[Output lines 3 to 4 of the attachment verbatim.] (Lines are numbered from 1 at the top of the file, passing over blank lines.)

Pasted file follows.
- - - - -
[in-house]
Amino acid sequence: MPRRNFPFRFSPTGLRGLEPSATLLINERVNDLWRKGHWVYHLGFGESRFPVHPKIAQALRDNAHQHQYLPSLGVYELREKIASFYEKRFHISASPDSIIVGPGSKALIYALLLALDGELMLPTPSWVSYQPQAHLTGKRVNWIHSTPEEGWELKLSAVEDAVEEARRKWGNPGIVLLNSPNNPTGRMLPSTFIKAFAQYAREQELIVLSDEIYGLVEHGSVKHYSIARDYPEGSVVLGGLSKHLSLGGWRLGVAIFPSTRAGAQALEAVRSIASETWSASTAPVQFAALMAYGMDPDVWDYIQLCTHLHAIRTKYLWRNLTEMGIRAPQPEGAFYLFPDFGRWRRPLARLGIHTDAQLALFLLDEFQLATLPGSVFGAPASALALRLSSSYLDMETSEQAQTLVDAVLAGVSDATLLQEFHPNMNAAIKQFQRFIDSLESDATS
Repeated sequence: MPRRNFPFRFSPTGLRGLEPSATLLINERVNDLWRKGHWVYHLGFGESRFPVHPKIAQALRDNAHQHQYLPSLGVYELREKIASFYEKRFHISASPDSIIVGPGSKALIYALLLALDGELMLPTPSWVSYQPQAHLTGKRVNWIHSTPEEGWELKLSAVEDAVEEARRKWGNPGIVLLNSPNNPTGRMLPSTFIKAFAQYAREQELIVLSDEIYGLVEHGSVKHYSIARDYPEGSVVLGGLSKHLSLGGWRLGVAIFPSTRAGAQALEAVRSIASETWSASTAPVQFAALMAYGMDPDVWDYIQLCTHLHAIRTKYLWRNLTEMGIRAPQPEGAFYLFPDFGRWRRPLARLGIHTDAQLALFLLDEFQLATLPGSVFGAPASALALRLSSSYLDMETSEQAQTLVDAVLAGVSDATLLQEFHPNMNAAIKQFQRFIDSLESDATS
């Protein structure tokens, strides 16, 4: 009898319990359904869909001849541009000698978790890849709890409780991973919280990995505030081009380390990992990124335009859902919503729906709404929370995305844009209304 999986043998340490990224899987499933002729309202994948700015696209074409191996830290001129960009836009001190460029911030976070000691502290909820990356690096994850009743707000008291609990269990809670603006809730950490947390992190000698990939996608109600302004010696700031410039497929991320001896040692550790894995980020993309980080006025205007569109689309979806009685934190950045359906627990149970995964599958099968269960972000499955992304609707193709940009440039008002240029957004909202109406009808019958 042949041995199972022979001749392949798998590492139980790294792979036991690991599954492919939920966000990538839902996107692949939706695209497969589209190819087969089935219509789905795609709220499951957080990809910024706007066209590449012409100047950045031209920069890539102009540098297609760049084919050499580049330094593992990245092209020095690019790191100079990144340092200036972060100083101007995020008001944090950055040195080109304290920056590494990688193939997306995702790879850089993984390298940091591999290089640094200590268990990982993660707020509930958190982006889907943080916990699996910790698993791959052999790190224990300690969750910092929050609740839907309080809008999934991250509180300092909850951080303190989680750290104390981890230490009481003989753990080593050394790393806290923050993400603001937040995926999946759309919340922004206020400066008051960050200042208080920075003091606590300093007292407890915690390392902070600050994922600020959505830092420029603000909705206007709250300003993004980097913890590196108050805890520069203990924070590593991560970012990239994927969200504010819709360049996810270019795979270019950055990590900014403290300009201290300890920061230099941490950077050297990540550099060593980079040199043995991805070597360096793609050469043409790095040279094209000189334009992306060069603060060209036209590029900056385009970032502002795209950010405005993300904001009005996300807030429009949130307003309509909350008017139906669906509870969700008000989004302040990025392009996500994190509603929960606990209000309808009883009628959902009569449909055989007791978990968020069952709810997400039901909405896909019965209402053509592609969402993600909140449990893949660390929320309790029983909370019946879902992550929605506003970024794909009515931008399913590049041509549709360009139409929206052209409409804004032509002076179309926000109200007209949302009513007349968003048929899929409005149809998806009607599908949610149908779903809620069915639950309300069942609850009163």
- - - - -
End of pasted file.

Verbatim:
Repeated sequence: MPRRNFPFRFSPTGLRGLEPSATLLINERVNDLWRKGHWVYHLGFGESRFPVHPKIAQALRDNAHQHQYLPSLGVYELREKIASFYEKRFHISASPDSIIVGPGSKALIYALLLALDGELMLPTPSWVSYQPQAHLTGKRVNWIHSTPEEGWELKLSAVEDAVEEARRKWGNPGIVLLNSPNNPTGRMLPSTFIKAFAQYAREQELIVLSDEIYGLVEHGSVKHYSIARDYPEGSVVLGGLSKHLSLGGWRLGVAIFPSTRAGAQALEAVRSIASETWSASTAPVQFAALMAYGMDPDVWDYIQLCTHLHAIRTKYLWRNLTEMGIRAPQPEGAFYLFPDFGRWRRPLARLGIHTDAQLALFLLDEFQLATLPGSVFGAPASALALRLSSSYLDMETSEQAQTLVDAVLAGVSDATLLQEFHPNMNAAIKQFQRFIDSLESDATS
């Protein structure tokens, strides 16, 4: 009898319990359904869909001849541009000698978790890849709890409780991973919280990995505030081009380390990992990124335009859902919503729906709404929370995305844009209304 999986043998340490990224899987499933002729309202994948700015696209074409191996830290001129960009836009001190460029911030976070000691502290909820990356690096994850009743707000008291609990269990809670603006809730950490947390992190000698990939996608109600302004010696700031410039497929991320001896040692550790894995980020993309980080006025205007569109689309979806009685934190950045359906627990149970995964599958099968269960972000499955992304609707193709940009440039008002240029957004909202109406009808019958 042949041995199972022979001749392949798998590492139980790294792979036991690991599954492919939920966000990538839902996107692949939706695209497969589209190819087969089935219509789905795609709220499951957080990809910024706007066209590449012409100047950045031209920069890539102009540098297609760049084919050499580049330094593992990245092209020095690019790191100079990144340092200036972060100083101007995020008001944090950055040195080109304290920056590494990688193939997306995702790879850089993984390298940091591999290089640094200590268990990982993660707020509930958190982006889907943080916990699996910790698993791959052999790190224990300690969750910092929050609740839907309080809008999934991250509180300092909850951080303190989680750290104390981890230490009481003989753990080593050394790393806290923050993400603001937040995926999946759309919340922004206020400066008051960050200042208080920075003091606590300093007292407890915690390392902070600050994922600020959505830092420029603000909705206007709250300003993004980097913890590196108050805890520069203990924070590593991560970012990239994927969200504010819709360049996810270019795979270019950055990590900014403290300009201290300890920061230099941490950077050297990540550099060593980079040199043995991805070597360096793609050469043409790095040279094209000189334009992306060069603060060209036209590029900056385009970032502002795209950010405005993300904001009005996300807030429009949130307003309509909350008017139906669906509870969700008000989004302040990025392009996500994190509603929960606990209000309808009883009628959902009569449909055989007791978990968020069952709810997400039901909405896909019965209402053509592609969402993600909140449990893949660390929320309790029983909370019946879902992550929605506003970024794909009515931008399913590049041509549709360009139409929206052209409409804004032509002076179309926000109200007209949302009513007349968003048929899929409005149809998806009607599908949610149908779903809620069915639950309300069942609850009163």